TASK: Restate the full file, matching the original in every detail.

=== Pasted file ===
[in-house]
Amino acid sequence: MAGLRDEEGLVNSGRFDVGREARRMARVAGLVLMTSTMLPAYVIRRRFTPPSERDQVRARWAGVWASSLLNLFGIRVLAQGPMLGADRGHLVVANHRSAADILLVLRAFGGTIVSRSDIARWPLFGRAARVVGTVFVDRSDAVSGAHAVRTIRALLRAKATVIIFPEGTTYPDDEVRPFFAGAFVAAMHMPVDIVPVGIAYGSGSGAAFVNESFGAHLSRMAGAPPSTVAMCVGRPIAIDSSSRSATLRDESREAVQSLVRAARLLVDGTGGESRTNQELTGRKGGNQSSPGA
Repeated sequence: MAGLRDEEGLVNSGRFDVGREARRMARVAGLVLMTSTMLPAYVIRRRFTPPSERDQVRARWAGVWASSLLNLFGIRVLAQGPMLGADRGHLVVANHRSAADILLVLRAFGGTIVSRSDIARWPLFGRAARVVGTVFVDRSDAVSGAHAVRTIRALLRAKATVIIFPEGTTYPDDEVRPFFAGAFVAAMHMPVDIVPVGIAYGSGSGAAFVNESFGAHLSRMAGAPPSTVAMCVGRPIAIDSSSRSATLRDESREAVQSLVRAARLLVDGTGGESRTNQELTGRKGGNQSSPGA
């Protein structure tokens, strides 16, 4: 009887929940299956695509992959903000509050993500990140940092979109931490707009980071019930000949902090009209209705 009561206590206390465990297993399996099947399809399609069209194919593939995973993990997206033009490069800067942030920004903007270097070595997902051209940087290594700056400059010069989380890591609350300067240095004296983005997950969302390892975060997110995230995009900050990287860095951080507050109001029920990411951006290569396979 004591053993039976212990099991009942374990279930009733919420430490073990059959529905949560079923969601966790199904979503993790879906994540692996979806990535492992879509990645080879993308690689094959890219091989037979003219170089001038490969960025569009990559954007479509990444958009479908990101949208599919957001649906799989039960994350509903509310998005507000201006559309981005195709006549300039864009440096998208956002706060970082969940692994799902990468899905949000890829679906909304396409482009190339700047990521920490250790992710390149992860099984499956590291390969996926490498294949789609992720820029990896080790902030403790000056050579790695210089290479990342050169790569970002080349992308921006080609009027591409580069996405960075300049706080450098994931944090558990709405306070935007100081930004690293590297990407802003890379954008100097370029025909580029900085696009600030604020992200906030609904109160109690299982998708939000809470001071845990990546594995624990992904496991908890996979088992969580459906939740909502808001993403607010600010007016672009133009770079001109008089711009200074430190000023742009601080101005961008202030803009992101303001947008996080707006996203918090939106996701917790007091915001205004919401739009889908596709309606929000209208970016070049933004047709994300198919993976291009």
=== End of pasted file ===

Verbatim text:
[in-house]
Amino acid sequence: MAGLRDEEGLVNSGRFDVGREARRMARVAGLVLMTSTMLPAYVIRRRFTPPSERDQVRARWAGVWASSLLNLFGIRVLAQGPMLGADRGHLVVANHRSAADILLVLRAFGGTIVSRSDIARWPLFGRAARVVGTVFVDRSDAVSGAHAVRTIRALLRAKATVIIFPEGTTYPDDEVRPFFAGAFVAAMHMPVDIVPVGIAYGSGSGAAFVNESFGAHLSRMAGAPPSTVAMCVGRPIAIDSSSRSATLRDESREAVQSLVRAARLLVDGTGGESRTNQELTGRKGGNQSSPGA
Repeated sequence: MAGLRDEEGLVNSGRFDVGREARRMARVAGLVLMTSTMLPAYVIRRRFTPPSERDQVRARWAGVWASSLLNLFGIRVLAQGPMLGADRGHLVVANHRSAADILLVLRAFGGTIVSRSDIARWPLFGRAARVVGTVFVDRSDAVSGAHAVRTIRALLRAKATVIIFPEGTTYPDDEVRPFFAGAFVAAMHMPVDIVPVGIAYGSGSGAAFVNESFGAHLSRMAGAPPSTVAMCVGRPIAIDSSSRSATLRDESREAVQSLVRAARLLVDGTGGESRTNQELTGRKGGNQSSPGA
């Protein structure tokens, strides 16, 4: 009887929940299956695509992959903000509050993500990140940092979109931490707009980071019930000949902090009209209705 009561206590206390465990297993399996099947399809399609069209194919593939995973993990997206033009490069800067942030920004903007270097070595997902051209940087290594700056400059010069989380890591609350300067240095004296983005997950969302390892975060997110995230995009900050990287860095951080507050109001029920990411951006290569396979 004591053993039976212990099991009942374990279930009733919420430490073990059959529905949560079923969601966790199904979503993790879906994540692996979806990535492992879509990645080879993308690689094959890219091989037979003219170089001038490969960025569009990559954007479509990444958009479908990101949208599919957001649906799989039960994350509903509310998005507000201006559309981005195709006549300039864009440096998208956002706060970082969940692994799902990468899905949000890829679906909304396409482009190339700047990521920490250790992710390149992860099984499956590291390969996926490498294949789609992720820029990896080790902030403790000056050579790695210089290479990342050169790569970002080349992308921006080609009027591409580069996405960075300049706080450098994931944090558990709405306070935007100081930004690293590297990407802003890379954008100097370029025909580029900085696009600030604020992200906030609904109160109690299982998708939000809470001071845990990546594995624990992904496991908890996979088992969580459906939740909502808001993403607010600010007016672009133009770079001109008089711009200074430190000023742009601080101005961008202030803009992101303001947008996080707006996203918090939106996701917790007091915001205004919401739009889908596709309606929000209208970016070049933004047709994300198919993976291009």